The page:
This week, I've posted about why Seth Godin and John Saddington advocate for daily blogging. But the critics of daily blogging are numerous and their arguments are seemingly sound. In fact, advocating for daily blogging is, by far, the minority opinion.
I've done both and now believe the daily blog is the answer. But before I explain why, let's look at the arguments against blogging everyday.
Pro Long-Form/Less Frequent Posts
These arguments assume you will be blogging in short bursts (like Seth Godin) since it would near impossible to blog long reads daily. If you want to write 5000-word, illustrated posts daily, I imagine you are already independently wealthy and a bit insane. These arguments also assume you already think blogging is a good idea, you're just not sure about frequency or length of content.
- Giving yourself more time takes the pressure off and ensures higher quality articles. It's your site, why not ensure you're presenting your best work?
- Google tends to prefer original content of significant length. This is really hard to pull off daily.
- It's easier to syndicate weekly articles in their entirety (to a newsletter and social media).
- “Since there are fewer and fewer individuals doing long-form writing these days, relative to the growing potential audience, it’s getting easier to get attention than ever if you actually have something original to say.” - Andy Baio.
- Long content tends to be shared more (this whole article by Copyhackers is wonderful - it breaks down this argument and many others I'm not even touching). Reading this convinced me for a time to give up daily, short-burst blogging.
- Brian Clark from Copyblogger, one of the most experienced and successful analysts of blogging, advises against short posts, arguing that longer, evergreen posts last for years and bring in new readers all the time. I heard him talk about this on one of his podcasts and he laughed heartily at the antiquated notion of short posts.
Why I Disagree
I admit to changing my mind about this several times over the years. But here's where my mind is now:
- Writing daily in short bursts easier and more fun for me then writing weekly long-form essays. In fact, I'd bet I spend less time on a full week of daily posts than when I did a single, weekly post. Don't ask me why. It probably has to do with wanting perfection in a long-form post, versus just getting an idea out there.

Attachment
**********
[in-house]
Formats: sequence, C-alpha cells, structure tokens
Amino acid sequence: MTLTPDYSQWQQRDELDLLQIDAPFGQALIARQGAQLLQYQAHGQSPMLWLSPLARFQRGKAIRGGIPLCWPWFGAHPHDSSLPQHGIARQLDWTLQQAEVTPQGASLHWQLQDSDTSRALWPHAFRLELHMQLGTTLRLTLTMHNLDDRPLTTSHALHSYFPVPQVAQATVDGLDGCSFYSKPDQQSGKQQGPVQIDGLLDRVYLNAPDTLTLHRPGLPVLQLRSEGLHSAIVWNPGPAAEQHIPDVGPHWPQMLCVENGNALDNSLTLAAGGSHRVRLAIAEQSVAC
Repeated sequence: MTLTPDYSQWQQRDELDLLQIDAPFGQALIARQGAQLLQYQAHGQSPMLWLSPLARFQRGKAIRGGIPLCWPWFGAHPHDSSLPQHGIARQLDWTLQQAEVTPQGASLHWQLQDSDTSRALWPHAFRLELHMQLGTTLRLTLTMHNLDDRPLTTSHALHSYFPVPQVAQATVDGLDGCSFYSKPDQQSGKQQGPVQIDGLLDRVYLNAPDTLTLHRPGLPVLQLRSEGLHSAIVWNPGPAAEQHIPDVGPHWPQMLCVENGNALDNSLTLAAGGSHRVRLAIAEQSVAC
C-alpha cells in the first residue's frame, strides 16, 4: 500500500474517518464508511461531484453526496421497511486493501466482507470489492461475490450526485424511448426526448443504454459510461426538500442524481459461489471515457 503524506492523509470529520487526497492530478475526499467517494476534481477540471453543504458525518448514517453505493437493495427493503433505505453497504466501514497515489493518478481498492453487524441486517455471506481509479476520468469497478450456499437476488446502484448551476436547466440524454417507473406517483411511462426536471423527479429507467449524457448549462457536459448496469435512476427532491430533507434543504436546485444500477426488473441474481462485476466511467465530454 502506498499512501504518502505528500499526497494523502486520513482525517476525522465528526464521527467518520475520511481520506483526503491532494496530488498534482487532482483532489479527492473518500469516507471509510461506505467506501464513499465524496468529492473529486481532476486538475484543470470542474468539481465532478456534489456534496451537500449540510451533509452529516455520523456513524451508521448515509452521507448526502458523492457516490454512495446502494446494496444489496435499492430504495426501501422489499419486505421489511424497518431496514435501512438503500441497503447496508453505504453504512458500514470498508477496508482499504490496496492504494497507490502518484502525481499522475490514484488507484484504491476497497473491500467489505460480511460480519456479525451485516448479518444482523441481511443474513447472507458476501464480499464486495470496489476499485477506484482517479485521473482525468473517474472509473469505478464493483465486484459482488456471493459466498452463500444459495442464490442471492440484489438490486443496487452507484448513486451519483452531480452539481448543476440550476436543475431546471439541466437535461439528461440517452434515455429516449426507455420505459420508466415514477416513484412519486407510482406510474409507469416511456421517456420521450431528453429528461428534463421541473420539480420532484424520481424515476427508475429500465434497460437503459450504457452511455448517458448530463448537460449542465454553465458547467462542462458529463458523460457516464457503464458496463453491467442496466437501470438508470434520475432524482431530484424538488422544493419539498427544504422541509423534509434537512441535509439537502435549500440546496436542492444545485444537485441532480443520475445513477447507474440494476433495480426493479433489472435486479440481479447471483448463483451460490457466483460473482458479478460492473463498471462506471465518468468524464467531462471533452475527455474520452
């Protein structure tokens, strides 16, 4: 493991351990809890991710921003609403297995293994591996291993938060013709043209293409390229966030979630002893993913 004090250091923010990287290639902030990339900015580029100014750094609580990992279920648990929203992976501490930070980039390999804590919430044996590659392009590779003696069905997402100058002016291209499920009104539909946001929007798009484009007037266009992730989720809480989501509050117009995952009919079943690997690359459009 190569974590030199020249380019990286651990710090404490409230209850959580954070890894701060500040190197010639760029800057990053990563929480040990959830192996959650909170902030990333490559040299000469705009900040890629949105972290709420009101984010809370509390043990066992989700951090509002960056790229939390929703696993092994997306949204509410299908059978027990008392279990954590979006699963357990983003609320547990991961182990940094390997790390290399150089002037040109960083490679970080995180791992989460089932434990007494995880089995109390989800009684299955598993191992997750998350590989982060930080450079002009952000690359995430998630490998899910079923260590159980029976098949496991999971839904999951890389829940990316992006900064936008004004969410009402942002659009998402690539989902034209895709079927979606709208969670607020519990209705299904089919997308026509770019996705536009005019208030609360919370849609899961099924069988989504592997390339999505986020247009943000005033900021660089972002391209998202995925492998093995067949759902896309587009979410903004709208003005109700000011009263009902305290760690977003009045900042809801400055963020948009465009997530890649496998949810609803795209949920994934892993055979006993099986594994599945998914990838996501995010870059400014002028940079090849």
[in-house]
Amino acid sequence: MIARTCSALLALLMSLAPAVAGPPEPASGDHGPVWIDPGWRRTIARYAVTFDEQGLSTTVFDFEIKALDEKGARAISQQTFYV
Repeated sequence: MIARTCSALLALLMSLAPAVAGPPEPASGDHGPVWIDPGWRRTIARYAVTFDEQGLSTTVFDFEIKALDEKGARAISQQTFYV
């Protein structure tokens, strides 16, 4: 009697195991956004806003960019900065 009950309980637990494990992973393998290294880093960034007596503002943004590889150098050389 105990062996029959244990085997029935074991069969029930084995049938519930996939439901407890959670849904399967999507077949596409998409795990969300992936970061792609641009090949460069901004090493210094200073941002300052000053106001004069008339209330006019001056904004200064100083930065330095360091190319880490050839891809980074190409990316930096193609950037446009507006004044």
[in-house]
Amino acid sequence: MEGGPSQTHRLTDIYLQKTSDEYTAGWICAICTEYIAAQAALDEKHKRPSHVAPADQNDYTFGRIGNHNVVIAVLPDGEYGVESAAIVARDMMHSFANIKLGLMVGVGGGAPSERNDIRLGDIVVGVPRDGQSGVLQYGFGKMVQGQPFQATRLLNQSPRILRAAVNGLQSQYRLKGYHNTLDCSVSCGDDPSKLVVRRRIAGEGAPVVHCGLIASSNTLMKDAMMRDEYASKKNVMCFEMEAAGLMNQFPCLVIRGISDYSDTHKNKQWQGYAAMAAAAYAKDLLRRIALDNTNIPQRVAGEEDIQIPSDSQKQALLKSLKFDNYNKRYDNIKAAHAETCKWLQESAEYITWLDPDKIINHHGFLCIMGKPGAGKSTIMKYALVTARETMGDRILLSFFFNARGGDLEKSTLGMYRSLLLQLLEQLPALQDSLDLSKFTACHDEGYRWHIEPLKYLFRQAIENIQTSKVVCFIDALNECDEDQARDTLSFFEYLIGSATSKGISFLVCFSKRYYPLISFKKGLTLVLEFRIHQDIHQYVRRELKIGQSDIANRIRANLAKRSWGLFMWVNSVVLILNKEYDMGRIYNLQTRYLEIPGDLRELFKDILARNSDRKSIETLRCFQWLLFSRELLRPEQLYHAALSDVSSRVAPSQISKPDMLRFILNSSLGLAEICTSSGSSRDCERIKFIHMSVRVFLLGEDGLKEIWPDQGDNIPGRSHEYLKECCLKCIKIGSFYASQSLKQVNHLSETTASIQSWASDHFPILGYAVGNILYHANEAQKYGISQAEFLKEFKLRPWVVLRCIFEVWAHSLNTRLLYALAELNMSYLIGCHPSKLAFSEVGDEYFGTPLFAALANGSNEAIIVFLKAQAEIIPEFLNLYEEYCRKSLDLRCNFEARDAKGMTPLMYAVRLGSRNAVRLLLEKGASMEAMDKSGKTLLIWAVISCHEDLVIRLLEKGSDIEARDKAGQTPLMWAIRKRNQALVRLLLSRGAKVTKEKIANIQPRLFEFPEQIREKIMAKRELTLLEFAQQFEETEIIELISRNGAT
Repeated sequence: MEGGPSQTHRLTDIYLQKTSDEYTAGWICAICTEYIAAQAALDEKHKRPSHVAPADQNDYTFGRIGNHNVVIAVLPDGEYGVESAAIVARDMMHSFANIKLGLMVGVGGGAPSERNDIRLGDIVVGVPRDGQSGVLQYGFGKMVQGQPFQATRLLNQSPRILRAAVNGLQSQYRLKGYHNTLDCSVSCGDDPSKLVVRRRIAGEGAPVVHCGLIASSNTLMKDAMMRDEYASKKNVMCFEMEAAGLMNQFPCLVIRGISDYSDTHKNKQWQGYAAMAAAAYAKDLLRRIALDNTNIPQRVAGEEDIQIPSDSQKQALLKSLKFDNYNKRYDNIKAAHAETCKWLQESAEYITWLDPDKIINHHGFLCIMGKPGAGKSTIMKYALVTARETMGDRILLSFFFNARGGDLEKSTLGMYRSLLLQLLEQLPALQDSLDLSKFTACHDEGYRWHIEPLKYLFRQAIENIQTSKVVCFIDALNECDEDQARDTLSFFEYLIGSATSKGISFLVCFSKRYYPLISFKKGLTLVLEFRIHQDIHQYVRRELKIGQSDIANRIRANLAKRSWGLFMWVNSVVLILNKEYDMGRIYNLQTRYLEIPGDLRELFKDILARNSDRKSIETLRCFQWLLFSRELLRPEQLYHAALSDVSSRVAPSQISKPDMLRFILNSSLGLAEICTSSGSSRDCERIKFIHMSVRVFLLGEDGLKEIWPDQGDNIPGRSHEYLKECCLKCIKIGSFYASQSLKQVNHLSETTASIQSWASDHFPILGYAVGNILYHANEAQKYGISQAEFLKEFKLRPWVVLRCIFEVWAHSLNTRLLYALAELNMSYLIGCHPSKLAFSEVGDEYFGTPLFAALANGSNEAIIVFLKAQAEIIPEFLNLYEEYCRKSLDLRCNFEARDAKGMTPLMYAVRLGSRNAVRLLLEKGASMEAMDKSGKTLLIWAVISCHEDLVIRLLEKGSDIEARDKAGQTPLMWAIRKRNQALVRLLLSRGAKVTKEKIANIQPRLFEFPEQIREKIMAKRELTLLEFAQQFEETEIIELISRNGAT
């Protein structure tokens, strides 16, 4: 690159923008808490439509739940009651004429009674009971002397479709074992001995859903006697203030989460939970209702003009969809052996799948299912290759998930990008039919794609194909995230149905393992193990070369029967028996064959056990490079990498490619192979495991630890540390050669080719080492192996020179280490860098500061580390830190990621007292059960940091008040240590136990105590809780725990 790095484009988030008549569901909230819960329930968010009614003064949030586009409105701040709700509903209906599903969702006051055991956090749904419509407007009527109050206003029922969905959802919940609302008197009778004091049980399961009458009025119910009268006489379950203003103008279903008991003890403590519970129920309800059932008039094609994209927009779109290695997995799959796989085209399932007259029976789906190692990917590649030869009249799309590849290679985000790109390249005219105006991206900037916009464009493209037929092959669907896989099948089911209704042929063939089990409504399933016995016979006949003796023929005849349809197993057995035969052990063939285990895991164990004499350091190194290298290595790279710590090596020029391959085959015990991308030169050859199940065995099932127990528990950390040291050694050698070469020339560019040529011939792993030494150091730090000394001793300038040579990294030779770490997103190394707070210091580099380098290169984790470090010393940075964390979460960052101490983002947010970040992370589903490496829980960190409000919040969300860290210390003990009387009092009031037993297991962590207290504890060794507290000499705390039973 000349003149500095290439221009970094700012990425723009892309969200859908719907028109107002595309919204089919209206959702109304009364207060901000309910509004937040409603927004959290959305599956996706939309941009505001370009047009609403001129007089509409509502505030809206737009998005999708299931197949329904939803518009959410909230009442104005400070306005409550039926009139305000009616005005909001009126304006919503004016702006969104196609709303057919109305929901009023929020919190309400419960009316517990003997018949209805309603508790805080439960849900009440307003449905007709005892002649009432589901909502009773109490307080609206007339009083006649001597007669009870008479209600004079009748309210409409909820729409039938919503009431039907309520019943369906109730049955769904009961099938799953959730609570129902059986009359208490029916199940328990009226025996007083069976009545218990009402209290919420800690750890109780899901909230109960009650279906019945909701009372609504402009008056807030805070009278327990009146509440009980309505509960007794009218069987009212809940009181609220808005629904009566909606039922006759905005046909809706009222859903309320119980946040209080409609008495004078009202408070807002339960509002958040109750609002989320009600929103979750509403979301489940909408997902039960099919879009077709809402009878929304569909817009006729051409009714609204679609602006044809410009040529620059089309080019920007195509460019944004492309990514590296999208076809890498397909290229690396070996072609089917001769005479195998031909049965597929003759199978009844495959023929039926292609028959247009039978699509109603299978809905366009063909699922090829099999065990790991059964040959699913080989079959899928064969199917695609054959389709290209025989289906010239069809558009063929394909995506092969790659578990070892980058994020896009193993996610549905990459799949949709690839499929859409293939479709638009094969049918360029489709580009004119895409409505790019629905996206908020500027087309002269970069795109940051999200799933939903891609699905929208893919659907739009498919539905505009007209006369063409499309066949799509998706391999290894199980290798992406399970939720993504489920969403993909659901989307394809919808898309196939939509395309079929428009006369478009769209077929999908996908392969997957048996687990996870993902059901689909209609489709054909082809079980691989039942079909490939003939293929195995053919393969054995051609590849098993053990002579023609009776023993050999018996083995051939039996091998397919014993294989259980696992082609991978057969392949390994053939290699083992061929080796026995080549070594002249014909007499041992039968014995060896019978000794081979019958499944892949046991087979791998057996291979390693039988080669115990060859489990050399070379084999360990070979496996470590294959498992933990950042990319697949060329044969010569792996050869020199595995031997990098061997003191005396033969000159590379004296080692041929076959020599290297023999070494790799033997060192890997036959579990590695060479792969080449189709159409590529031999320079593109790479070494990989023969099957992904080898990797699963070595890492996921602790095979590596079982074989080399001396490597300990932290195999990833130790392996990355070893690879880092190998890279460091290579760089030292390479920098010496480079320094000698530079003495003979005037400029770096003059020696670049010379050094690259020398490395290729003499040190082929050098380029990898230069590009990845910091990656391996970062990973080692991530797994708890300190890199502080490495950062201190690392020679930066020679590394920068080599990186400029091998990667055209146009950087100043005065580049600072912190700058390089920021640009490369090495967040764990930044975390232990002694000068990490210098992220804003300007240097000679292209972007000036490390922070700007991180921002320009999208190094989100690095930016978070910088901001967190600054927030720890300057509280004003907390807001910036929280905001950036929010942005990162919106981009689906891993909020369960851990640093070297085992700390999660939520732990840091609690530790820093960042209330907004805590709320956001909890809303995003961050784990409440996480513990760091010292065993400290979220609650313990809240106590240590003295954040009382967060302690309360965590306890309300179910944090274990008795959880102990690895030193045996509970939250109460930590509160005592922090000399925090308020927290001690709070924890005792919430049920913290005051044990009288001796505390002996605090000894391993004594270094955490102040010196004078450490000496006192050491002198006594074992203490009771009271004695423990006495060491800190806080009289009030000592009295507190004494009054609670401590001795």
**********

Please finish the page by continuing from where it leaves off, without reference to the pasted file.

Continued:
- Google doesn't like it? So what. Most of my readers (and my most devoted readers especially) don't come from Google. They come from word of mouth and my books. That's why they stick around too. I don't make decisions based on what Google likes anyway, because they change their mind frequently.
- Syndicating a weekly essay may be much easier than a bunch of daily posts. But, it turns out, people read more of your stuff if you present it as a headline/summary/link than if you send them entire articles. At least, that's been true for my audience...which brings me to the most important point...
- Every audience is different. Yours may prefer short content, long content, photo essays or video. You don't know until you test. And, even then, your audience will change over time. There's no one-size fits all answer to any of this. But, I believe, testing daily will give you better answers than testing weekly or monthly.
- As for the sharing and evergreen arguments, my solution is perhaps the oldest in blogging: do both. Create short bursts daily with an occasional long article. This is exactly what the best tech bloggers have been doing since blogging became a thing. It's seems more honest to me, because our minds work this way. That's the answer for me...until/unless my audience tells me different. It's really up to them (you).
Some Others Who Argue for Short Posts or a Mix
"Rule: publish in an hour. You won’t write a masterpiece, but. It’s out there." – Jeffrey Zeldman.
“Everyone should write a blog, every day, even if no one reads it. There’s countless reasons why it’s a good idea and I can’t think of one reason it’s a bad idea. If you know you have to write a blog post tomorrow, something in writing, something that will be around 6 months from now, about something in the world, you will start looking for something in the world to to write about. You will seek to notice something interesting and to say something creative about it. Well, isn’t that all we’re looking for? The best practice of generously sharing what you notice about the world is exactly the antidote for your fear.” - Seth Godin. I know I've posted this quote before, but c'mon - this is what life is really about. Being aware and present is all we have in the end, when you think about it. This is why I love photography and if I can relate that through blogging too? Wow.